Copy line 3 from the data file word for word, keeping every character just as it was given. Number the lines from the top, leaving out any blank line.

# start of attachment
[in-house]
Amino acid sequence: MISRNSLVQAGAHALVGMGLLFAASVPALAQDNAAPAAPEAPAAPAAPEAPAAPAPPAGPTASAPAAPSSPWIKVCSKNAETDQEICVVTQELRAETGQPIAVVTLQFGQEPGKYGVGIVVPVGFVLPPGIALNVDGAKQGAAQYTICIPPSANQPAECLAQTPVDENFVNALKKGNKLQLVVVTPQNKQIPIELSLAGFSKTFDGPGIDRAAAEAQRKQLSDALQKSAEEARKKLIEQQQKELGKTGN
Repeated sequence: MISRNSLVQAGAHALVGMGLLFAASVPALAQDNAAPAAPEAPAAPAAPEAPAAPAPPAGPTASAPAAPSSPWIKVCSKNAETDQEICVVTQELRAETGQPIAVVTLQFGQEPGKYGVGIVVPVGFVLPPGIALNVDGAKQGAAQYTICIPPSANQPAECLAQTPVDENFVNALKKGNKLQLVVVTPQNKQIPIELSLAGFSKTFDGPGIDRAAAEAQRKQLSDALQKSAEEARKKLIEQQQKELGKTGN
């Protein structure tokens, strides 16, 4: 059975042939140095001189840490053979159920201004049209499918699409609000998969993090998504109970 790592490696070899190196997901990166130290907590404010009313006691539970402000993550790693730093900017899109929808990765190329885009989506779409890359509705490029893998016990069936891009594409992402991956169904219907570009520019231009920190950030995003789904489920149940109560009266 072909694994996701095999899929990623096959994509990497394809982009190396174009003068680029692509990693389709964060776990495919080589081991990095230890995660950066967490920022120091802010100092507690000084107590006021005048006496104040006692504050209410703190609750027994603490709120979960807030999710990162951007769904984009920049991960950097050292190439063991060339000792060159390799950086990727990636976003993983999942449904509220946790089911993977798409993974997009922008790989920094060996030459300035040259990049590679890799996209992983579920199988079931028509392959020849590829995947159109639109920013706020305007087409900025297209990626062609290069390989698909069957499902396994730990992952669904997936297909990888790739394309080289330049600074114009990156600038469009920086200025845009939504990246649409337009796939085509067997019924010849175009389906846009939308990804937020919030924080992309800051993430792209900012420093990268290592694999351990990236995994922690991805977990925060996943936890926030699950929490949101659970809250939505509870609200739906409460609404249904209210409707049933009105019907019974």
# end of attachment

Repeated sequence: MISRNSLVQAGAHALVGMGLLFAASVPALAQDNAAPAAPEAPAAPAAPEAPAAPAPPAGPTASAPAAPSSPWIKVCSKNAETDQEICVVTQELRAETGQPIAVVTLQFGQEPGKYGVGIVVPVGFVLPPGIALNVDGAKQGAAQYTICIPPSANQPAECLAQTPVDENFVNALKKGNKLQLVVVTPQNKQIPIELSLAGFSKTFDGPGIDRAAAEAQRKQLSDALQKSAEEARKKLIEQQQKELGKTGN